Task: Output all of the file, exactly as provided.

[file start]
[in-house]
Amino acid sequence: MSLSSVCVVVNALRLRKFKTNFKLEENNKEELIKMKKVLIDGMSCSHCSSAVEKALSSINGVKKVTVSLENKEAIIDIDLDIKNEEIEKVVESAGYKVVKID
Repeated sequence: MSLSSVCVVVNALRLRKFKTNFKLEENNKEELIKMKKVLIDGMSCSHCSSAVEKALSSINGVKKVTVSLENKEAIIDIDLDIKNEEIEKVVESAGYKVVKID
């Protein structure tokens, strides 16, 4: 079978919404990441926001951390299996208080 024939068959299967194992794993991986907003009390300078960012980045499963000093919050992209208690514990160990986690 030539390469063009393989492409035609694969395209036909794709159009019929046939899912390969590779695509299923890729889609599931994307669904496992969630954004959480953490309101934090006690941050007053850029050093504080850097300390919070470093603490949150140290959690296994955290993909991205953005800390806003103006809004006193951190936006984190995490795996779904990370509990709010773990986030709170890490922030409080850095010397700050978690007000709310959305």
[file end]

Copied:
[in-house]
Amino acid sequence: MSLSSVCVVVNALRLRKFKTNFKLEENNKEELIKMKKVLIDGMSCSHCSSAVEKALSSINGVKKVTVSLENKEAIIDIDLDIKNEEIEKVVESAGYKVVKID
Repeated sequence: MSLSSVCVVVNALRLRKFKTNFKLEENNKEELIKMKKVLIDGMSCSHCSSAVEKALSSINGVKKVTVSLENKEAIIDIDLDIKNEEIEKVVESAGYKVVKID
């Protein structure tokens, strides 16, 4: 079978919404990441926001951390299996208080 024939068959299967194992794993991986907003009390300078960012980045499963000093919050992209208690514990160990986690 030539390469063009393989492409035609694969395209036909794709159009019929046939899912390969590779695509299923890729889609599931994307669904496992969630954004959480953490309101934090006690941050007053850029050093504080850097300390919070470093603490949150140290959690296994955290993909991205953005800390806003103006809004006193951190936006984190995490795996779904990370509990709010773990986030709170890490922030409080850095010397700050978690007000709310959305």